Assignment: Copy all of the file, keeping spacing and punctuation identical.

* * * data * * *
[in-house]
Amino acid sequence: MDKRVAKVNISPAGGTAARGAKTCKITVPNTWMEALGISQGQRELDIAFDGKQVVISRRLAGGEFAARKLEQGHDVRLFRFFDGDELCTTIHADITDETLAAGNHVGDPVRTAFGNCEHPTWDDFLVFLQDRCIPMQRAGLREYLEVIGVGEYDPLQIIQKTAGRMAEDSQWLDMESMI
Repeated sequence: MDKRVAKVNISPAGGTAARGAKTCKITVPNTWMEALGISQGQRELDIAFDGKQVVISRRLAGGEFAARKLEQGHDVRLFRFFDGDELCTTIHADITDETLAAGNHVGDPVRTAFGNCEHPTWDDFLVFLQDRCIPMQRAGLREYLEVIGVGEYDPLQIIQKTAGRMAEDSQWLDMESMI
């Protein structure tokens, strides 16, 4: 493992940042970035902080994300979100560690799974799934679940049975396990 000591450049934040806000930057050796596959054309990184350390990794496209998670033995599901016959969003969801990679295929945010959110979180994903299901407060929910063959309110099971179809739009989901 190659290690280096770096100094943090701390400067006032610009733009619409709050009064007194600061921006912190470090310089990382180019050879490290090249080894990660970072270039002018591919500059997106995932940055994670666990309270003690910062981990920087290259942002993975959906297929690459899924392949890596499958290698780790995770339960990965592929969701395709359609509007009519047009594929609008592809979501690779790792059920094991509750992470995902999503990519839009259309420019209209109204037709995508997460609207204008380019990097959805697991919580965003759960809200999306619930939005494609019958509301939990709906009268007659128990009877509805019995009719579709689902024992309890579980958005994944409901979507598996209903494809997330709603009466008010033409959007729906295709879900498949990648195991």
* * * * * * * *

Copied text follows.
[in-house]
Amino acid sequence: MDKRVAKVNISPAGGTAARGAKTCKITVPNTWMEALGISQGQRELDIAFDGKQVVISRRLAGGEFAARKLEQGHDVRLFRFFDGDELCTTIHADITDETLAAGNHVGDPVRTAFGNCEHPTWDDFLVFLQDRCIPMQRAGLREYLEVIGVGEYDPLQIIQKTAGRMAEDSQWLDMESMI
Repeated sequence: MDKRVAKVNISPAGGTAARGAKTCKITVPNTWMEALGISQGQRELDIAFDGKQVVISRRLAGGEFAARKLEQGHDVRLFRFFDGDELCTTIHADITDETLAAGNHVGDPVRTAFGNCEHPTWDDFLVFLQDRCIPMQRAGLREYLEVIGVGEYDPLQIIQKTAGRMAEDSQWLDMESMI
């Protein structure tokens, strides 16, 4: 493992940042970035902080994300979100560690799974799934679940049975396990 000591450049934040806000930057050796596959054309990184350390990794496209998670033995599901016959969003969801990679295929945010959110979180994903299901407060929910063959309110099971179809739009989901 190659290690280096770096100094943090701390400067006032610009733009619409709050009064007194600061921006912190470090310089990382180019050879490290090249080894990660970072270039002018591919500059997106995932940055994670666990309270003690910062981990920087290259942002993975959906297929690459899924392949890596499958290698780790995770339960990965592929969701395709359609509007009519047009594929609008592809979501690779790792059920094991509750992470995902999503990519839009259309420019209209109204037709995508997460609207204008380019990097959805697991919580965003759960809200999306619930939005494609019958509301939990709906009268007659128990009877509805019995009719579709689902024992309890579980958005994944409901979507598996209903494809997330709603009466008010033409959007729906295709879900498949990648195991």